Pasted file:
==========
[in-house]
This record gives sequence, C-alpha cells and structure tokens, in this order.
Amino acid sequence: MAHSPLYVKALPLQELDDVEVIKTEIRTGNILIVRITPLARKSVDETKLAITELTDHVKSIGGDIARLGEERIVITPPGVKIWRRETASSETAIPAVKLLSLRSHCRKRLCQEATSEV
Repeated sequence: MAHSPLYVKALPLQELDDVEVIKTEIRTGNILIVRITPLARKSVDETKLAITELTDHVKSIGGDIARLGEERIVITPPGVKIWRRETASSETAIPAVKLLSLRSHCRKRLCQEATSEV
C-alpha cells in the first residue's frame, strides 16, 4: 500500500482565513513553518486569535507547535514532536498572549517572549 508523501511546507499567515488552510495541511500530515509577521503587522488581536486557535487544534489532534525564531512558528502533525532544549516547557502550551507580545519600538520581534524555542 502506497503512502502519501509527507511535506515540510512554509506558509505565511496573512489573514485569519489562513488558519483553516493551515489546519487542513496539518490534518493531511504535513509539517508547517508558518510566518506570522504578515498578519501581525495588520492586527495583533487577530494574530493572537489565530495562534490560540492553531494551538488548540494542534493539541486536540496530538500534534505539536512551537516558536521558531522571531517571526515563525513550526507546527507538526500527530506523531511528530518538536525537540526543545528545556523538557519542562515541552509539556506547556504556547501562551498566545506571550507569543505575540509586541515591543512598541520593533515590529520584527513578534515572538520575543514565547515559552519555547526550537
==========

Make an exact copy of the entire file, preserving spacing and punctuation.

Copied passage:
[in-house]
This record gives sequence, C-alpha cells and structure tokens, in this order.
Amino acid sequence: MAHSPLYVKALPLQELDDVEVIKTEIRTGNILIVRITPLARKSVDETKLAITELTDHVKSIGGDIARLGEERIVITPPGVKIWRRETASSETAIPAVKLLSLRSHCRKRLCQEATSEV
Repeated sequence: MAHSPLYVKALPLQELDDVEVIKTEIRTGNILIVRITPLARKSVDETKLAITELTDHVKSIGGDIARLGEERIVITPPGVKIWRRETASSETAIPAVKLLSLRSHCRKRLCQEATSEV
C-alpha cells in the first residue's frame, strides 16, 4: 500500500482565513513553518486569535507547535514532536498572549517572549 508523501511546507499567515488552510495541511500530515509577521503587522488581536486557535487544534489532534525564531512558528502533525532544549516547557502550551507580545519600538520581534524555542 502506497503512502502519501509527507511535506515540510512554509506558509505565511496573512489573514485569519489562513488558519483553516493551515489546519487542513496539518490534518493531511504535513509539517508547517508558518510566518506570522504578515498578519501581525495588520492586527495583533487577530494574530493572537489565530495562534490560540492553531494551538488548540494542534493539541486536540496530538500534534505539536512551537516558536521558531522571531517571526515563525513550526507546527507538526500527530506523531511528530518538536525537540526543545528545556523538557519542562515541552509539556506547556504556547501562551498566545506571550507569543505575540509586541515591543512598541520593533515590529520584527513578534515572538520575543514565547515559552519555547526550537